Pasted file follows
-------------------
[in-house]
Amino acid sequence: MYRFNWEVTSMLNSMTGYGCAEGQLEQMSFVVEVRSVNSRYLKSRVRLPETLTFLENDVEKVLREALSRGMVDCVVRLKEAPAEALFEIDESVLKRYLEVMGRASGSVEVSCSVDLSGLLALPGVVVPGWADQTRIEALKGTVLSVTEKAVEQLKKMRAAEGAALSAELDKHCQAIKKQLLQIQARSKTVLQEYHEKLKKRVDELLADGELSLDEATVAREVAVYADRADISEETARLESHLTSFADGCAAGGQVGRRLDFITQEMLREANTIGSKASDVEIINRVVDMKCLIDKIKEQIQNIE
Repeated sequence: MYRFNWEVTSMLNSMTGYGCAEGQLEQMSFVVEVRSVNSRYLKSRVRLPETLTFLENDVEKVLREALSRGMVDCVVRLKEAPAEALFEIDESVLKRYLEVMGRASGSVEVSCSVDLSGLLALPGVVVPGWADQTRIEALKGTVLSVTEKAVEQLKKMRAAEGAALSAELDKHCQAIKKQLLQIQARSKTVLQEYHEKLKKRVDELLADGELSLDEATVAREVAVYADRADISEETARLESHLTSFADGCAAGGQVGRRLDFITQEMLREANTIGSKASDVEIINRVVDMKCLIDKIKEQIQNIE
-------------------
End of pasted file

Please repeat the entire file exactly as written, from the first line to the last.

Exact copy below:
[in-house]
Amino acid sequence: MYRFNWEVTSMLNSMTGYGCAEGQLEQMSFVVEVRSVNSRYLKSRVRLPETLTFLENDVEKVLREALSRGMVDCVVRLKEAPAEALFEIDESVLKRYLEVMGRASGSVEVSCSVDLSGLLALPGVVVPGWADQTRIEALKGTVLSVTEKAVEQLKKMRAAEGAALSAELDKHCQAIKKQLLQIQARSKTVLQEYHEKLKKRVDELLADGELSLDEATVAREVAVYADRADISEETARLESHLTSFADGCAAGGQVGRRLDFITQEMLREANTIGSKASDVEIINRVVDMKCLIDKIKEQIQNIE
Repeated sequence: MYRFNWEVTSMLNSMTGYGCAEGQLEQMSFVVEVRSVNSRYLKSRVRLPETLTFLENDVEKVLREALSRGMVDCVVRLKEAPAEALFEIDESVLKRYLEVMGRASGSVEVSCSVDLSGLLALPGVVVPGWADQTRIEALKGTVLSVTEKAVEQLKKMRAAEGAALSAELDKHCQAIKKQLLQIQARSKTVLQEYHEKLKKRVDELLADGELSLDEATVAREVAVYADRADISEETARLESHLTSFADGCAAGGQVGRRLDFITQEMLREANTIGSKASDVEIINRVVDMKCLIDKIKEQIQNIE